Never comfortable with the PR games of showbiz, Chris Rea was beginning to grow tired of the music industry by early 1982. Tellingly, the cover of his self-titled fourth album saw the singer pose sullenly against a pink wall, sporting an on-trend mullet with an unamused expression on his face. “That was an example of the lethargy which had set in,” Rea later told Q magazine, recalling how his original artwork proposal had been rejected. Despite briefly considering quitting the music business in order to open an Italian restaurant, Rea tentatively started work on his fifth album, Water Sign, with his morale at a distinctly low ebb. Little did he realise that the record would prove to be a watershed moment…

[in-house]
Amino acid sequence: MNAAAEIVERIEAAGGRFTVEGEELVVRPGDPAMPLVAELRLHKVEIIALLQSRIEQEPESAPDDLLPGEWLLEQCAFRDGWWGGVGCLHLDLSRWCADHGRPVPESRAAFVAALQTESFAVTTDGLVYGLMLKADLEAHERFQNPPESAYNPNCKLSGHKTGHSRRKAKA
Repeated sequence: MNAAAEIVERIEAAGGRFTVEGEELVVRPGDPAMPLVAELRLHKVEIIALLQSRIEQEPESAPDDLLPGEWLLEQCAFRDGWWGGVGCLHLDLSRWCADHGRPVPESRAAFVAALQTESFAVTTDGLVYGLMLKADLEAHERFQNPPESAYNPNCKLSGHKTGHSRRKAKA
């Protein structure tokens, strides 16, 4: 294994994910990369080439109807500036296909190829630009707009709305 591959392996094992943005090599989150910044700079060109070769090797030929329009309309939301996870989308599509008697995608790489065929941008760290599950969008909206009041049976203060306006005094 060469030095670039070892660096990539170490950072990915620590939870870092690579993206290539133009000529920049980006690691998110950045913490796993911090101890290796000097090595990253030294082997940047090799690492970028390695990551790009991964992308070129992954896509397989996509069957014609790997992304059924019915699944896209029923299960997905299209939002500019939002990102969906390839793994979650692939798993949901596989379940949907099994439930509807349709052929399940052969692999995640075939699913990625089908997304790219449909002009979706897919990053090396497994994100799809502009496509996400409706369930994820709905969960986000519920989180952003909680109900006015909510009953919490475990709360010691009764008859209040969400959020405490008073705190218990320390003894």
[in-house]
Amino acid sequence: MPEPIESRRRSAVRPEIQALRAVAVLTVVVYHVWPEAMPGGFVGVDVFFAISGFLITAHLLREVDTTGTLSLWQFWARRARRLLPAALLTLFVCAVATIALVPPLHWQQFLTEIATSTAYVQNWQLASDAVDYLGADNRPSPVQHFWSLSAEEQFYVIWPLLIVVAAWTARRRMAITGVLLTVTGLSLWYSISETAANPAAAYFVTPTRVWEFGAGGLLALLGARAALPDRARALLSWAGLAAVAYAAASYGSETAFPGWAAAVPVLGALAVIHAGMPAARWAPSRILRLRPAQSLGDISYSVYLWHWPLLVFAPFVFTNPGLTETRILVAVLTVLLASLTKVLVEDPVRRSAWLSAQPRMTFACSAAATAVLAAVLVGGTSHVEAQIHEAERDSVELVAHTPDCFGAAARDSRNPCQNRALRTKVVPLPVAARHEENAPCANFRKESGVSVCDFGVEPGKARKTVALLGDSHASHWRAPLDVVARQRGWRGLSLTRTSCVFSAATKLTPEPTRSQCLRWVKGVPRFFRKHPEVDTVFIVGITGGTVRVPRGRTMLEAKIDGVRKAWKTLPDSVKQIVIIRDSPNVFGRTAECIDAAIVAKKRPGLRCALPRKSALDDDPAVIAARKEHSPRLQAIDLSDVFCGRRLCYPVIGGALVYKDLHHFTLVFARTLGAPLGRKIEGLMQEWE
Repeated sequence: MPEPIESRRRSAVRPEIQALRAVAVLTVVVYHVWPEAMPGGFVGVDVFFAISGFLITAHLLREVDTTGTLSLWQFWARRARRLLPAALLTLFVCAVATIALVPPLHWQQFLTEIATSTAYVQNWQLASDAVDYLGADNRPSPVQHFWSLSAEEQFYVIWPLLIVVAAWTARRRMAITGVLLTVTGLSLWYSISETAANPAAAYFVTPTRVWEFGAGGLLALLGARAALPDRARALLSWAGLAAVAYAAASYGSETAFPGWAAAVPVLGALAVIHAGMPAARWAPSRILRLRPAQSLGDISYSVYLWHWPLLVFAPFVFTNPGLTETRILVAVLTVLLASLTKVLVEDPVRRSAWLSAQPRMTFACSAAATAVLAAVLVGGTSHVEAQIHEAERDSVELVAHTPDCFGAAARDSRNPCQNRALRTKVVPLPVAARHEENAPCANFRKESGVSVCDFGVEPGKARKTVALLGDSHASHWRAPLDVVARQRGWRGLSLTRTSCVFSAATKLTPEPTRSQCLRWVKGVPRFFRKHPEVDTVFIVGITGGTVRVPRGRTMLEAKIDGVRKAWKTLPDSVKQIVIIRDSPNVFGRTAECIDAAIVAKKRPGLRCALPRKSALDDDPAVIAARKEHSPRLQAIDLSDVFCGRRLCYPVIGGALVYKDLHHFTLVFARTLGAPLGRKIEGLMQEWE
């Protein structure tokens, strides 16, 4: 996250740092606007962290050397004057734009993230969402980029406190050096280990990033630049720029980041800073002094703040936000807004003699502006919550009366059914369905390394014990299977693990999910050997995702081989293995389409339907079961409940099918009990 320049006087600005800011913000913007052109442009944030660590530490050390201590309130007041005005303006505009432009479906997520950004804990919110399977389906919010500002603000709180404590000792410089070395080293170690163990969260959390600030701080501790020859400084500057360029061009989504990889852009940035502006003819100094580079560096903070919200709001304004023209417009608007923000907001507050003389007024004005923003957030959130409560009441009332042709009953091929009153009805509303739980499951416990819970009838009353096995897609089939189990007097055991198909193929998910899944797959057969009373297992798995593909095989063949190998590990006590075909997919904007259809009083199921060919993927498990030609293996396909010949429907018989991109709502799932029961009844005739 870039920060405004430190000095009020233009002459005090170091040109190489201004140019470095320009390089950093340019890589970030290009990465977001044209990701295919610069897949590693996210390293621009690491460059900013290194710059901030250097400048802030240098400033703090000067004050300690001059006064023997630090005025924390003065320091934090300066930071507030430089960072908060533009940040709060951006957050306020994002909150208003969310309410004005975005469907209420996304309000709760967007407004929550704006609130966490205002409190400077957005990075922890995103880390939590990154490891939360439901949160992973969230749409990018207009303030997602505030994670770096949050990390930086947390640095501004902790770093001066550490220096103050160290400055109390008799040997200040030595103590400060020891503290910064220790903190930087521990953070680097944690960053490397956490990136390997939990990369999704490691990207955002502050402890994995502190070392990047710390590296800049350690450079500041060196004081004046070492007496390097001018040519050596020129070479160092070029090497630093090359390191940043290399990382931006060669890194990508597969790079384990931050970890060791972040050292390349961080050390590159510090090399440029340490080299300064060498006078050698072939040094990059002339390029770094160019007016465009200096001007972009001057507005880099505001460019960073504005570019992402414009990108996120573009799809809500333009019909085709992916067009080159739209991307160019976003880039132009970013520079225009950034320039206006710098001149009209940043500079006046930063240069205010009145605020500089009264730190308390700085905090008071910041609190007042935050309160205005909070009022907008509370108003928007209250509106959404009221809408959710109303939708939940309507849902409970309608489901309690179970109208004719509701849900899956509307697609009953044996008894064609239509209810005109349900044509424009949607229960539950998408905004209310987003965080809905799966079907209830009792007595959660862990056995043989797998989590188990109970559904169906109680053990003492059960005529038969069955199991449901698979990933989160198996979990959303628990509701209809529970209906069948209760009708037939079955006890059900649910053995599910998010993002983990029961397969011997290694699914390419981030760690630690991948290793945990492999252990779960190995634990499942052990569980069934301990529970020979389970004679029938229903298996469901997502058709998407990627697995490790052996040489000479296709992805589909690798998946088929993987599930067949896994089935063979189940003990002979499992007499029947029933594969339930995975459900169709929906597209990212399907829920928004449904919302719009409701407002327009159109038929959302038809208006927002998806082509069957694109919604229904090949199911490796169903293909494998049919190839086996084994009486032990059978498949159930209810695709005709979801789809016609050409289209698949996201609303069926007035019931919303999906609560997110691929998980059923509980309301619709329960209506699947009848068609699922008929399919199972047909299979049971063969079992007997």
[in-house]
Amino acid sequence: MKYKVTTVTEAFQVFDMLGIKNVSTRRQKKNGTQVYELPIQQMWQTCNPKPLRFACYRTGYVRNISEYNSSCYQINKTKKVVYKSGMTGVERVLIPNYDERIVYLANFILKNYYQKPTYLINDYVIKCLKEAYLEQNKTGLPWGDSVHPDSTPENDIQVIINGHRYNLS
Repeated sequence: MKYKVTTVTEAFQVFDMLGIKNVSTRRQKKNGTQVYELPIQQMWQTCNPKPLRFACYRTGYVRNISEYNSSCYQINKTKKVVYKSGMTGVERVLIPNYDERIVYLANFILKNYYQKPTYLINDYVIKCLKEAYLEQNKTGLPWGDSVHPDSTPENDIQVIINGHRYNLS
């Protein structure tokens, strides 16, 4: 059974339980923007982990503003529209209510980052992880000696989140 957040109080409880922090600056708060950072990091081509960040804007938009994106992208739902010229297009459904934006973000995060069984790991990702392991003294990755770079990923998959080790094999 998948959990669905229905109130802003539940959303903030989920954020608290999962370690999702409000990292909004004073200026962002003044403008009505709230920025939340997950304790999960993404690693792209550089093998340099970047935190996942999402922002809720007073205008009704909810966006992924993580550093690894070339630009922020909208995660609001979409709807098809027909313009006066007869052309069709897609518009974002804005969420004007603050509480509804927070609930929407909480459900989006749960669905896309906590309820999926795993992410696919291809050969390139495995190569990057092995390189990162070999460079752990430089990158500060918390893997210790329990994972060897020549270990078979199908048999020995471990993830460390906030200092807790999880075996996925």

Listen to ‘Water Sign’ here.
“I’d lost all interest in any of the romantic side of the business”
Not that it was all smooth sailing. While recording the album, Rea found it difficult to interest his label bosses at Magnet Records, failing to secure adequate funds and finding that his songs were falling on deaf ears. “This terrible period set in when the record company was just turning down everything,” Rea remembered. Opting to play nearly all the instruments himself – including a drum machine – the songs Rea eventually finalised were noticeably skeletal but enticingly atmospheric and striking in their minimalism. Water Sign’s lead single, Let It Loose – a head-bopping mélange of pulsing synth beats – even reached No.85 in the UK upon its release in February 1983.